- The Washington Times - Monday, August 29, 2005

Jerry Fishman wasn’t sorry then, and he’s not sorry now.

The Maryland Terrapins linebacker stepped away from fallen Navy quarterback Roger Staubach during a game in 1964 and made an obscene gesture to the Midshipmen in the stands.

It was a gesture that would bring the football rivalry between the schools to a halt for four decades — a rivalry that finally will be renewed when the Terps and Midshipmen meet again Saturday at M&T; Bank Stadium in Baltimore.

But if given the chance, Fishman said he would do it all over again.

“Some say the Navy has forgiven Japan for World War II, but they won’t forgive me,” said Fishman, a retired lawyer who lives in Boca Raton, Fla. “I did things that were shocking all my life. I didn’t feel bad about it. I never really apologized. … If somebody wants to fly me up there, my son could pass on the legend” and do it again.

Indeed, the passionate rivalry — the series was plagued by ejections, rough play, stolen mascots and vandalized statues and buildings from its 1905 inception — remains heated for those who participated in that fateful game in 1964, a 27-22 Terps victory.

Staubach went on to greatness with the Dallas Cowboys of the National Football League, winning two Super Bowls and earning a place in the Pro Football Hall of Fame. But he still speaks of Fishman with disdain. So does Navy receiver Skip Orr, who left that game with a knee injury after a questionable hit by Fishman along the sideline.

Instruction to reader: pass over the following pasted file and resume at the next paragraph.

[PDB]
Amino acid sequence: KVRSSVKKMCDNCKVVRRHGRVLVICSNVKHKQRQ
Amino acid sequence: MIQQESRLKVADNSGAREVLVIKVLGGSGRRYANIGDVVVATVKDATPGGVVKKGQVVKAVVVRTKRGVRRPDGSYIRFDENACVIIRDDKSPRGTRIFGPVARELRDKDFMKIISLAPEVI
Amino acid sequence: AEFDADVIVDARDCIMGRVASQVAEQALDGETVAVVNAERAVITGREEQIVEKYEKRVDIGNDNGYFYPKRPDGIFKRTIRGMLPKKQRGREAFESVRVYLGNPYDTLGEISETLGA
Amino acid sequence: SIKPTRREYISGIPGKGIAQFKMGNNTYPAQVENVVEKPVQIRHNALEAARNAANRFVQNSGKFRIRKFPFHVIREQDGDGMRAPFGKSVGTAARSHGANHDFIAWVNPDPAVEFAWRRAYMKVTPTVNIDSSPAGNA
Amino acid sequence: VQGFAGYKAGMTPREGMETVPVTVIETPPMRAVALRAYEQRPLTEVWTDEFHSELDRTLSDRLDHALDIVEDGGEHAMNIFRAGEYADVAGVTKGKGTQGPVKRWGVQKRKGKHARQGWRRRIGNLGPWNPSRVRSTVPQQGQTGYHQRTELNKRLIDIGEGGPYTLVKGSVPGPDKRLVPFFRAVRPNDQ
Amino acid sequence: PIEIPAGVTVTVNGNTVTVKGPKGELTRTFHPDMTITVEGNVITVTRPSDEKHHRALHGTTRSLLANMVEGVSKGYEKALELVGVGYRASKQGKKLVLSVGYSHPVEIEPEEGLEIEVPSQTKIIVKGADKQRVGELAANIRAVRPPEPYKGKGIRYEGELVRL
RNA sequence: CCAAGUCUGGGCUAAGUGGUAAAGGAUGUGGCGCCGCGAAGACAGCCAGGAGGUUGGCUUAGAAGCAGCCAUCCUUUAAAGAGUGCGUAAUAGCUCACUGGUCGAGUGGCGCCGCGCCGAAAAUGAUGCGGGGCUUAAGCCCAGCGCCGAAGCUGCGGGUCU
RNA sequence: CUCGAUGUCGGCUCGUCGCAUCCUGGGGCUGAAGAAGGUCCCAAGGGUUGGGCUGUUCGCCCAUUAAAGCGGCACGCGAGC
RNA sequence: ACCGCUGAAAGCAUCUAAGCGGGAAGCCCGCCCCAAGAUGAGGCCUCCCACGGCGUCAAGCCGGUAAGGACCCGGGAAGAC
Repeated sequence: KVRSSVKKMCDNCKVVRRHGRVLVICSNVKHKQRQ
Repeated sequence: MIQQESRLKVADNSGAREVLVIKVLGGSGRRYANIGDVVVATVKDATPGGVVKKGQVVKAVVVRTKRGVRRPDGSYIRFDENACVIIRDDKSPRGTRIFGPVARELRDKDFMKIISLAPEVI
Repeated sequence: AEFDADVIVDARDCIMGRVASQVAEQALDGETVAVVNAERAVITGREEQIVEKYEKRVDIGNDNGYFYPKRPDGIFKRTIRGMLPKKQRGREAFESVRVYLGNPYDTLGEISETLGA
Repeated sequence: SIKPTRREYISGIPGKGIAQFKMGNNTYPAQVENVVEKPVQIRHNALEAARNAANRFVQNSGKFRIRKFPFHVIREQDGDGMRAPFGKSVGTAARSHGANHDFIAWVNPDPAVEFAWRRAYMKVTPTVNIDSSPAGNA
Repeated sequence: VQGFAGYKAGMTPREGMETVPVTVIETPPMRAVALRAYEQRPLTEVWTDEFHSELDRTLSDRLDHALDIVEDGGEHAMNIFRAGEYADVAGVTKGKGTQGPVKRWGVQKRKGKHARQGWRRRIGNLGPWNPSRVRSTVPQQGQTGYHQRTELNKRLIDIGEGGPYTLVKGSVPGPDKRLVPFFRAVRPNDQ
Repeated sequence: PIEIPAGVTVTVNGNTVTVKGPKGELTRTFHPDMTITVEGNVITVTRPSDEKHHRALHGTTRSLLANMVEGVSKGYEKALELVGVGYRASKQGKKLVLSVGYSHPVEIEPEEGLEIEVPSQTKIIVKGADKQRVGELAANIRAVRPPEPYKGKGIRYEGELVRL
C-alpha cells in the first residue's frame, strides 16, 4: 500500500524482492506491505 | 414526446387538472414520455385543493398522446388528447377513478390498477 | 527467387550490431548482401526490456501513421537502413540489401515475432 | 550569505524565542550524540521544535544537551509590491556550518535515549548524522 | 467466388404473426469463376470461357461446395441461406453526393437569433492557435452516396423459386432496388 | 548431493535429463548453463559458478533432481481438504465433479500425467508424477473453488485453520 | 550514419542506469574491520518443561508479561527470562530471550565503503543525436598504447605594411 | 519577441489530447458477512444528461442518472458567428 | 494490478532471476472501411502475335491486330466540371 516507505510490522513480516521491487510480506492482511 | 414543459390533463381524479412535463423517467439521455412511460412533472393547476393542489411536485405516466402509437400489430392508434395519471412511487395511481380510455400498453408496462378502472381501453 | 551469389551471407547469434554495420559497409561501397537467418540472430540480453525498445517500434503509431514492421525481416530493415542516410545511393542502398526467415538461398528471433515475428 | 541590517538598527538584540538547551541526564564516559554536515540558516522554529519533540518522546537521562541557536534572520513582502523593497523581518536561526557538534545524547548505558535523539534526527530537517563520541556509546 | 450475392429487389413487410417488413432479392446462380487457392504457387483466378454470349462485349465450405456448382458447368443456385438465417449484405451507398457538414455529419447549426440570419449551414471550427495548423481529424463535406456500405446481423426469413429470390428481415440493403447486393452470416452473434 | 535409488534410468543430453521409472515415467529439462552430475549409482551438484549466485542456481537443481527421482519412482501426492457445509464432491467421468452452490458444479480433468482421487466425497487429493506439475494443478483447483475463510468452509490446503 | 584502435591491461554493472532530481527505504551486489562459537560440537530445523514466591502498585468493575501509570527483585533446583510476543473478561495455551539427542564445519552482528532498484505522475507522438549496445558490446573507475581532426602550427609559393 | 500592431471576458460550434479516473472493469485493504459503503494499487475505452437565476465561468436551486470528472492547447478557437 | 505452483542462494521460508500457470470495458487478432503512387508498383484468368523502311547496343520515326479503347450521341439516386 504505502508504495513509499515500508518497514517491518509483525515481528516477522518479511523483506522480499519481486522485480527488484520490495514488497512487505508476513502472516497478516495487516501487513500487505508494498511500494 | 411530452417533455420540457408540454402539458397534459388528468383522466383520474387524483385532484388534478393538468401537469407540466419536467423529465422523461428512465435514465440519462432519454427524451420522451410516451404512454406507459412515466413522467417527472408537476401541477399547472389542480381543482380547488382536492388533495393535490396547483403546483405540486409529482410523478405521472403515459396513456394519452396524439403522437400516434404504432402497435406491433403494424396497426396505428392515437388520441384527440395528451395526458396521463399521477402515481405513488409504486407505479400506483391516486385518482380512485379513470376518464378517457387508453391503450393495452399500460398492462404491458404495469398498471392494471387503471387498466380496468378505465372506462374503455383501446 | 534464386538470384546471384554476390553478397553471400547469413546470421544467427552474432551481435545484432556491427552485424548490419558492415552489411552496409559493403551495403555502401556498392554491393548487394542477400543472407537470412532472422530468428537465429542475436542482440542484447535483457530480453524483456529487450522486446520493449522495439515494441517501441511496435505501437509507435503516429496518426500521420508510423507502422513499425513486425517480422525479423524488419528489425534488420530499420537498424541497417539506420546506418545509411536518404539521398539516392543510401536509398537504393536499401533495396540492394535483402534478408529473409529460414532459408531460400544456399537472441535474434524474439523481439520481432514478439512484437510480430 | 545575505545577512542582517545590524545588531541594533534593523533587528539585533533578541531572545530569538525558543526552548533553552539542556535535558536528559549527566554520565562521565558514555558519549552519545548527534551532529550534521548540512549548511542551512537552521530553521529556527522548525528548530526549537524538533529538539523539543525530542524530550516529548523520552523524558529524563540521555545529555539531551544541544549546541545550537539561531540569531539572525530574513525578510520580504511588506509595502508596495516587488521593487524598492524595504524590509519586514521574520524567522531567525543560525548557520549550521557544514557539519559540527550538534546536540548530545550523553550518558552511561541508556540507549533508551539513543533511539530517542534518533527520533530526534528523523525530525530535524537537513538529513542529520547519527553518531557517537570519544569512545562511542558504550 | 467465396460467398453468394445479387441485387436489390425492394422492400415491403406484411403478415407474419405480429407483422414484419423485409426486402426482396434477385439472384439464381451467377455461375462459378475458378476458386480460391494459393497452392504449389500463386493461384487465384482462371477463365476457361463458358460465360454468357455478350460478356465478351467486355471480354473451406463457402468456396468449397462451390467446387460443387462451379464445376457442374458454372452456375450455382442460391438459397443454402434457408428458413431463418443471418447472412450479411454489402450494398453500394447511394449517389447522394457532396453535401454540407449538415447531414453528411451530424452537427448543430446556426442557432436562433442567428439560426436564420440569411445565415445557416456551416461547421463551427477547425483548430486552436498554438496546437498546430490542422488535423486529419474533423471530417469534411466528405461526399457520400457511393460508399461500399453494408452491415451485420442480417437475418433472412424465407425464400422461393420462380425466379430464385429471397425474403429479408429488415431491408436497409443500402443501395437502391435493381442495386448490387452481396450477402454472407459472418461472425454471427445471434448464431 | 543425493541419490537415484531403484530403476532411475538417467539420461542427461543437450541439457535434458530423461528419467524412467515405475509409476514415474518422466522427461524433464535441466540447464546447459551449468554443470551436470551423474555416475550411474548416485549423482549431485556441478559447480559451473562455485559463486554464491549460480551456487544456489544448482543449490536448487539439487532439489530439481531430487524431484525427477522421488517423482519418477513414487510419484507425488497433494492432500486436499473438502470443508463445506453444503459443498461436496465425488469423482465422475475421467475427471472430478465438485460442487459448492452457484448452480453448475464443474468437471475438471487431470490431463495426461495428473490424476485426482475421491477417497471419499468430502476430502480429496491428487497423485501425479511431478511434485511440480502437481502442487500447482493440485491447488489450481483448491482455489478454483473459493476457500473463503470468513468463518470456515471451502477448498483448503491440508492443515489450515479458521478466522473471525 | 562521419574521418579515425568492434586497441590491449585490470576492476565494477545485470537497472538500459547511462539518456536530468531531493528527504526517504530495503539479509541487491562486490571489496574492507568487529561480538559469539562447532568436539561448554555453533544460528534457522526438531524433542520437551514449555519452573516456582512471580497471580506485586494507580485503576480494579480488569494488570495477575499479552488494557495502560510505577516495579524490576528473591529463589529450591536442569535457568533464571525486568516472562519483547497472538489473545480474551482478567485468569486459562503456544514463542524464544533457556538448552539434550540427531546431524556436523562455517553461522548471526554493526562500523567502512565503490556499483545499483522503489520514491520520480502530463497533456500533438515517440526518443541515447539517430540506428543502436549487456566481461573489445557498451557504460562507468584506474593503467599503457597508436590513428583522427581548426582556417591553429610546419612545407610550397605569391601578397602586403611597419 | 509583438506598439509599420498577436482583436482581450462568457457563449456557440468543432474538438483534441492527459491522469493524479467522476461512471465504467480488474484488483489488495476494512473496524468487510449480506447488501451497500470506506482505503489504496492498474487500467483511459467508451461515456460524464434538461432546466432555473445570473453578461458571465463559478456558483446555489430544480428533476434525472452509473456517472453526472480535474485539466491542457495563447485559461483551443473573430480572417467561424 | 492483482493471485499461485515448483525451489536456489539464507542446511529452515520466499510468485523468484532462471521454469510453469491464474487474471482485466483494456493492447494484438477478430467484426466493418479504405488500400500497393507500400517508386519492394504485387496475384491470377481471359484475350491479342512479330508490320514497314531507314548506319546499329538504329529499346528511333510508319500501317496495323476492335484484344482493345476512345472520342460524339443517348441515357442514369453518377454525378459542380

The Terrapins claimed their own reasons for ill will, ranging from cheap hits by the Navy players to Midshipmen coming onto their campus to date Maryland coeds.

Still, they all say they’re glad the series will resume. The “Crab Bowl Classic” will draw nearly 70,000 fans to M&T; Bank Stadium, with tickets split evenly between the schools. Maryland’s 1965 team will be honored at halftime. Staubach bought 30 seats for former teammates.

Whether the century-old series will return to handshakes or clenched fists is uncertain. The old grudges have been tempered by time, but not forgotten.

“I’d like to think everybody comes out and shakes hands,” said former Maryland linebacker Chip Myrtle, who played from 1964 to 1966, of current players. “I’d like to see two fighters in a real slugfest.”

It was a brutal, one-sided series in the early years. Navy won the first eight meetings by a combined score of 256-7. Headlines spoke of “young Admirals” beating the “Farmers” and “Aggies” of the Maryland Agricultural College.

“Navy ran up an old-time score,” reported the Baltimore American in 1908 of the Midshipmen’s 57-0 victory. Nine years later, Navy won 62-0.

The series was stopped after 1934, when Maryland said Navy scored on an illegal play to take a 16-13 victory. However, Georgetown backed out of a game against Navy in 1950, creating an unexpected opening in the schedule. The Terrapins filled in, and 43,836 paid 50 cents each to see Maryland beat Navy 35-21 in the first game at Byrd Stadium in College Park.

Both sides worried that there would be post-game trouble. The Brigade movement order declared: “Midshipmen are under orders to behave like gentlemen and go straight home after the Maryland-Navy football game in College Park tomorrow. No midshipmen will enter the goal post activity or other altercation following the game.”

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